The Research Programme on Health Services Research (TERTTU) was a response to ongoing societal debate on whether health services funding is in crisis, whether the available services match the population’s needs, and whether health differentials between population groups are growing in spite of efforts to curb this trend. In that situation, there was a need for a coordinated research programme with a focus on health services research. The aim was to find solutions to problems in healthcare. As the population in the country continues to grow older, the need for health services increases. In addition, the dependency ratio is changing so that a proportionately smaller workforce is now having to pay the bill for rising pension and healthcare costs.
The overall aim of the TERTTU programme was to permanently increase the contribution of scientific research when tackling the key development challenges and problems of healthcare. Another aim was to promote and further develop collaboration between researchers and different actors within the healthcare system.
The programme explored the needs, methods, structures and policy-making related to health services from the perspective of citizens, healthcare professionals and policy-makers. The programme’s thematic fields included:
- the value basis, justness and priorities of healthcare
- policy-making concerning healthcare and its social, political and international connections
- the challenges posed by the changing demographic structure and other changes in society to healthcare
- innovations in and alternatives to the provision, organisation and funding of health services and other welfare services as seen from the point of view of the Finnish experience and international comparisons
- development of and prospects for private business in the health services sector, including industry and competition policy, the allocation of public funding and the impacts of the relationships between public and private healthcare services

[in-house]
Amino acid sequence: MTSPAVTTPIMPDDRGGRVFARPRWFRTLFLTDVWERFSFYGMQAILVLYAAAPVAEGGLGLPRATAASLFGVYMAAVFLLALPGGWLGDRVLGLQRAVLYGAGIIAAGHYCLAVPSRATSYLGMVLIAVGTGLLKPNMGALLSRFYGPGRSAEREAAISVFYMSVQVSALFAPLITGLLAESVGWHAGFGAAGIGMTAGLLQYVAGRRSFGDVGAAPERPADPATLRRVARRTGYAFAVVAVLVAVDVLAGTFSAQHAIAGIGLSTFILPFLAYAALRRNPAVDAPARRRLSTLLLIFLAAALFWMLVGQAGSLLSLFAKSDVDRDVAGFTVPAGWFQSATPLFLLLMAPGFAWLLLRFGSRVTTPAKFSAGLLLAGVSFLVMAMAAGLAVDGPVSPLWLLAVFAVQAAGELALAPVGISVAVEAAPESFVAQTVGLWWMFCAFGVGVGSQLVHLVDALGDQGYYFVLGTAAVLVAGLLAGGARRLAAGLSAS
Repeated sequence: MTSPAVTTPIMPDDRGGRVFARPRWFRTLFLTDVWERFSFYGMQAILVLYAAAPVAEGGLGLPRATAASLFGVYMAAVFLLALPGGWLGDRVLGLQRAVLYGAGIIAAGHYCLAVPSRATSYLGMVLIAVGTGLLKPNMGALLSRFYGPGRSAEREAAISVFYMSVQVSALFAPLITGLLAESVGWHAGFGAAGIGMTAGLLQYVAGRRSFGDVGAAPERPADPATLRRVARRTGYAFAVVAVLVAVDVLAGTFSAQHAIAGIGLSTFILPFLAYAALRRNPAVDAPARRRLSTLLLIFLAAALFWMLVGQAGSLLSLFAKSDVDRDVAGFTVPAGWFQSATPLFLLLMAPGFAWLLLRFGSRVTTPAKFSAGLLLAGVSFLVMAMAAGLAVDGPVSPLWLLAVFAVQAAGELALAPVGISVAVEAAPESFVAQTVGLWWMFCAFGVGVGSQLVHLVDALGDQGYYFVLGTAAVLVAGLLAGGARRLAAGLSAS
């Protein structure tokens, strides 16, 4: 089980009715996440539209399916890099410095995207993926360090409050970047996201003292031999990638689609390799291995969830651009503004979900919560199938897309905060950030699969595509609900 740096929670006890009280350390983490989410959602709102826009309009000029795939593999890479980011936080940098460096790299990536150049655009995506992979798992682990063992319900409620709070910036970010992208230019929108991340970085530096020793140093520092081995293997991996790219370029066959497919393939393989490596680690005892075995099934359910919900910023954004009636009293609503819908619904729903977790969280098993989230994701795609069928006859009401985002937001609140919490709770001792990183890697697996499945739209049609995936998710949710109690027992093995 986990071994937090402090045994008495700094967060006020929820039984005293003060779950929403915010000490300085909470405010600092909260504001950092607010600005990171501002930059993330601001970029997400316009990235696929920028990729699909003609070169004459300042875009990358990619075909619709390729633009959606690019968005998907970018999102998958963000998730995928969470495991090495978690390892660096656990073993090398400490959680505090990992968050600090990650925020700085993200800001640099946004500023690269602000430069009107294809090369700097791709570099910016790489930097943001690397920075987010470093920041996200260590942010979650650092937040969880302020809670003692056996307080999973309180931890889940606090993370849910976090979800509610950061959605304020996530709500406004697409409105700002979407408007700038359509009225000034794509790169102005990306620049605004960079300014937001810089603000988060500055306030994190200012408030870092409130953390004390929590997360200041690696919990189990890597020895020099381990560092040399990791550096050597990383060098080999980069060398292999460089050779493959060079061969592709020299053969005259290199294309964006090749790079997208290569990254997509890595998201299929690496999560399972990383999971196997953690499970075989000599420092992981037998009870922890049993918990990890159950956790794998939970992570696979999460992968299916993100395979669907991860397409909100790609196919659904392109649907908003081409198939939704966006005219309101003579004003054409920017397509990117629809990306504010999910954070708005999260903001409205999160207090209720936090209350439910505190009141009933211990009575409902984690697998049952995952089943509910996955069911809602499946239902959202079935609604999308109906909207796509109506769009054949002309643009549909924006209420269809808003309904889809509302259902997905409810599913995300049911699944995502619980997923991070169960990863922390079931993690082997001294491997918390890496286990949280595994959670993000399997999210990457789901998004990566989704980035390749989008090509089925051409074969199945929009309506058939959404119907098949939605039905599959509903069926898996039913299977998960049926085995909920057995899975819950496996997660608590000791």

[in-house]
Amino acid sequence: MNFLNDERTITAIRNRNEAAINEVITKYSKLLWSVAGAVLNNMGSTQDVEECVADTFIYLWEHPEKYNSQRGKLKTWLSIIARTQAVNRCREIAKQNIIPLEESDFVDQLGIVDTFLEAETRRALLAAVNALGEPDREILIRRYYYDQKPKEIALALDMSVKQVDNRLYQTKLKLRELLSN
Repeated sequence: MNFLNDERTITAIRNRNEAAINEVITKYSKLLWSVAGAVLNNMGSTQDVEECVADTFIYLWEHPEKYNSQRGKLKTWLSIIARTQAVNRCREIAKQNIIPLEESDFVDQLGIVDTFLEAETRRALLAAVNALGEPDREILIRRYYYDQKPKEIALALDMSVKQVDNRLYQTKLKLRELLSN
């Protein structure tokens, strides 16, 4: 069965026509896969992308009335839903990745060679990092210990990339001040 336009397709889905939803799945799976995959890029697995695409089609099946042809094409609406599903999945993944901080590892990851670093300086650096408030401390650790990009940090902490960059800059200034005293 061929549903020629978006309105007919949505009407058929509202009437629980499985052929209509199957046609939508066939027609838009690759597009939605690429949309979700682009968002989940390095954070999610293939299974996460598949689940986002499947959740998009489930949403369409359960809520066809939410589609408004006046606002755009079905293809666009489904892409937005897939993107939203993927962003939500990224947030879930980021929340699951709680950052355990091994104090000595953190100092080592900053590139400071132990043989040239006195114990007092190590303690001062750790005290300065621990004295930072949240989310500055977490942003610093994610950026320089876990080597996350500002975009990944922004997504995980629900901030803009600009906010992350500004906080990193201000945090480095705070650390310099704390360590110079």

- expectations of citizens, patients and their representative bodies, and their opportunities for participating in and influencing healthcare services
- working life, training and education, human resources development and management in healthcare
- development and internationalisation of the commodity, services, work and funding markets in healthcare and their impacts on the development of national and local health services,
- the impacts and effectiveness of healthcare and its methods, models for the evaluation of those methods and the controlled application of new healthcare methods as well as ICT.
Academy funding for the TERTTU programme was EUR 6 million.
The international panel that evaluated the TERTTU programme was expected to assess the programme as a whole, with a particular focus on the following issues: planning, scientific quality, success of programme implementation, contribution to researcher and expert training, collaboration and networking, and the applicability of research results and their significance to end-users.
The launch of the programme was met with great interest and, despite the heterogeneity of the projects, the coordination team managed well in providing training and support for the projects. A number of researchers were recruited within the field, and many of the programme’s results will be seen only at a later stage.
For more information, see the evaluation report (PDF).
The TERTTU programme was directed by Professor Juhani Lehto and coordinated by Researcher Ulla Ashorn, PhD, from Tampere School of Public Health, University of Tampere.